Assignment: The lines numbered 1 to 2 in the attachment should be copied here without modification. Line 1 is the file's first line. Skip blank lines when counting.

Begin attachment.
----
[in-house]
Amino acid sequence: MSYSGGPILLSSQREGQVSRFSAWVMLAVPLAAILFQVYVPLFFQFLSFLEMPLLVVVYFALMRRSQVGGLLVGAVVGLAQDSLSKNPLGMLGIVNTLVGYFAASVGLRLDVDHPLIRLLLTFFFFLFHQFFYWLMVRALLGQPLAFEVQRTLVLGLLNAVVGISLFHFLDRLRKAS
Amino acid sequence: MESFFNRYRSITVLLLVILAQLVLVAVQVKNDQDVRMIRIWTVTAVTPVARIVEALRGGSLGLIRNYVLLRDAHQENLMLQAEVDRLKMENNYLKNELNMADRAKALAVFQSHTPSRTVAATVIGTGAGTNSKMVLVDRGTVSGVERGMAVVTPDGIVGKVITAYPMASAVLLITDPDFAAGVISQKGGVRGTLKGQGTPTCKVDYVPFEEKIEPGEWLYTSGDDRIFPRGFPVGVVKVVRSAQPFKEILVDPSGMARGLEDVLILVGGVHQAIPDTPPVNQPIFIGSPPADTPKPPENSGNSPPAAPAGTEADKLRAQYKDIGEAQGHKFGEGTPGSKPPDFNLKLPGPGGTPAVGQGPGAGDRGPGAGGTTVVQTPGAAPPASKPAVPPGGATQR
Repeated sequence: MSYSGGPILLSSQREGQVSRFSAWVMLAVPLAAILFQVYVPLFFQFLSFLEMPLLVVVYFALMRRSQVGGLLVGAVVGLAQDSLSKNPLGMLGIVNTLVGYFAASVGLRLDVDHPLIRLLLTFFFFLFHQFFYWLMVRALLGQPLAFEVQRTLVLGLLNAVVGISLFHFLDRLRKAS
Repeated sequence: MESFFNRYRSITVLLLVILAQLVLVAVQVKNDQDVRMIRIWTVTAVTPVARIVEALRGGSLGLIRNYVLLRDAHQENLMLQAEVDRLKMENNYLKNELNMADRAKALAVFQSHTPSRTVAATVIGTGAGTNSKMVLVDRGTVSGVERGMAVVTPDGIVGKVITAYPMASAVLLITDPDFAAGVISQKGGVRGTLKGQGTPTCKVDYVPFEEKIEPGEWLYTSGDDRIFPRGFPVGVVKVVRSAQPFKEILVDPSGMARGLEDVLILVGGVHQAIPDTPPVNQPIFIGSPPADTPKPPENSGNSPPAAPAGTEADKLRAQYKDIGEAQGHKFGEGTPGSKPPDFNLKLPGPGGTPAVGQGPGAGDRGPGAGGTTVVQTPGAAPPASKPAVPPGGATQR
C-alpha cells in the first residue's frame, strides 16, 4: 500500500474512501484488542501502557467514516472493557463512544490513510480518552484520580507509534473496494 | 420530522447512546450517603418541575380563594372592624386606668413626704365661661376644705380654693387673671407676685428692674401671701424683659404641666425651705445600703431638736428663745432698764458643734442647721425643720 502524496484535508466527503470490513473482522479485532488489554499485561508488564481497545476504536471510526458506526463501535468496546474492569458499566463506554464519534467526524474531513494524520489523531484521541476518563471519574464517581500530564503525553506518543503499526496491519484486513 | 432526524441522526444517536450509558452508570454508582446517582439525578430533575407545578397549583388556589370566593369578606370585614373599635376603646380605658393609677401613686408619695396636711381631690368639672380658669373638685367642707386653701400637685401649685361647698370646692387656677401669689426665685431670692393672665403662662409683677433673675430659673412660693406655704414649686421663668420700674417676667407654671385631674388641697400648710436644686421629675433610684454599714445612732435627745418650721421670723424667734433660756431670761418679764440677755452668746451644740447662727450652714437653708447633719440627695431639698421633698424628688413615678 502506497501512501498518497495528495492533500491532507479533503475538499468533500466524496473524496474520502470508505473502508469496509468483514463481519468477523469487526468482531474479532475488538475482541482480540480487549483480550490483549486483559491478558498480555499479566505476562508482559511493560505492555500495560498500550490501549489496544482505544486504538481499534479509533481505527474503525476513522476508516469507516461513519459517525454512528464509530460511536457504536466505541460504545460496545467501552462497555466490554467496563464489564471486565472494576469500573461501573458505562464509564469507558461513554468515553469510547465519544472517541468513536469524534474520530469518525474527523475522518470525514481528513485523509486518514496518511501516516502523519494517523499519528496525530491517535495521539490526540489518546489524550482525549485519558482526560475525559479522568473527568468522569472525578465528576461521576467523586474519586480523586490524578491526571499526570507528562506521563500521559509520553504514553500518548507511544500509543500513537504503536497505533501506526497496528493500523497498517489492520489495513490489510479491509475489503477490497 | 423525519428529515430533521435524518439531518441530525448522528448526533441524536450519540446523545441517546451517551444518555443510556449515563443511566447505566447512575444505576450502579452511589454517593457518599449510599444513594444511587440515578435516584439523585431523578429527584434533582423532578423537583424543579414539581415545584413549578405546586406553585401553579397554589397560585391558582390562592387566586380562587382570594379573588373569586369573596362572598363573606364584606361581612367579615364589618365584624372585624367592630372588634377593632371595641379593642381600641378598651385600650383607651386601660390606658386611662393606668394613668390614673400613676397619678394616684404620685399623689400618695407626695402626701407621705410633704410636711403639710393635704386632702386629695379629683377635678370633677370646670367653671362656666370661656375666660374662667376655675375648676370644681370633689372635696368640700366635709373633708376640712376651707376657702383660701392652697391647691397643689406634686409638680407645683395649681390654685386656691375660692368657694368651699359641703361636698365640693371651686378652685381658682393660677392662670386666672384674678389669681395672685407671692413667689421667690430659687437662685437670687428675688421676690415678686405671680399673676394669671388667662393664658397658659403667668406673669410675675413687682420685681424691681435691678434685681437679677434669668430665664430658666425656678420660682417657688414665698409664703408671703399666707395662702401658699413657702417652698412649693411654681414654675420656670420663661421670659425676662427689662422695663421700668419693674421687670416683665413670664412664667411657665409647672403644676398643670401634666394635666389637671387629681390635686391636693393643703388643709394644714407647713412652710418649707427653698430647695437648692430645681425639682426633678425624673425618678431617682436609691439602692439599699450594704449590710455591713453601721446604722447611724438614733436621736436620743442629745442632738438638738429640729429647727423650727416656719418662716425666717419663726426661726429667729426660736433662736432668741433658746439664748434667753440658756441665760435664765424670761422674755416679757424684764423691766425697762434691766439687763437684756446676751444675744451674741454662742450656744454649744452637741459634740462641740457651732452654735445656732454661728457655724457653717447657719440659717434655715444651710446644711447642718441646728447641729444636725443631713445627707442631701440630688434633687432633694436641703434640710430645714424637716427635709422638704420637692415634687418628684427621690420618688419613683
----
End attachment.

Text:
[in-house]
Amino acid sequence: MSYSGGPILLSSQREGQVSRFSAWVMLAVPLAAILFQVYVPLFFQFLSFLEMPLLVVVYFALMRRSQVGGLLVGAVVGLAQDSLSKNPLGMLGIVNTLVGYFAASVGLRLDVDHPLIRLLLTFFFFLFHQFFYWLMVRALLGQPLAFEVQRTLVLGLLNAVVGISLFHFLDRLRKAS